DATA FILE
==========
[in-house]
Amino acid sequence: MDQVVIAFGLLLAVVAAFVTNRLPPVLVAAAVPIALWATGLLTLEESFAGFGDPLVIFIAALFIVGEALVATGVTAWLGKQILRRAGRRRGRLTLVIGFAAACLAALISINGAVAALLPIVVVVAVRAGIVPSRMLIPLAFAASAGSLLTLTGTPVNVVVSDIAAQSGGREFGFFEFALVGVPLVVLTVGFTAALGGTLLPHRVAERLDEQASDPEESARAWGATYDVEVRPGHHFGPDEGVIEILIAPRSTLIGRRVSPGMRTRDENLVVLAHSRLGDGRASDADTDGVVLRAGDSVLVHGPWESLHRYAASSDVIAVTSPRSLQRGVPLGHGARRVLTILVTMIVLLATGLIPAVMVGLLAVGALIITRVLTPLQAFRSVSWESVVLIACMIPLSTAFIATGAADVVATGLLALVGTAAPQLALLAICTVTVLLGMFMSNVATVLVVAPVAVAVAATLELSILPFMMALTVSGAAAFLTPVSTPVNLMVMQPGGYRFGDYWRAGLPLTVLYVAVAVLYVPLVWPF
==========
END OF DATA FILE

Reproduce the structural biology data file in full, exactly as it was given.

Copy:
[in-house]
Amino acid sequence: MDQVVIAFGLLLAVVAAFVTNRLPPVLVAAAVPIALWATGLLTLEESFAGFGDPLVIFIAALFIVGEALVATGVTAWLGKQILRRAGRRRGRLTLVIGFAAACLAALISINGAVAALLPIVVVVAVRAGIVPSRMLIPLAFAASAGSLLTLTGTPVNVVVSDIAAQSGGREFGFFEFALVGVPLVVLTVGFTAALGGTLLPHRVAERLDEQASDPEESARAWGATYDVEVRPGHHFGPDEGVIEILIAPRSTLIGRRVSPGMRTRDENLVVLAHSRLGDGRASDADTDGVVLRAGDSVLVHGPWESLHRYAASSDVIAVTSPRSLQRGVPLGHGARRVLTILVTMIVLLATGLIPAVMVGLLAVGALIITRVLTPLQAFRSVSWESVVLIACMIPLSTAFIATGAADVVATGLLALVGTAAPQLALLAICTVTVLLGMFMSNVATVLVVAPVAVAVAATLELSILPFMMALTVSGAAAFLTPVSTPVNLMVMQPGGYRFGDYWRAGLPLTVLYVAVAVLYVPLVWPF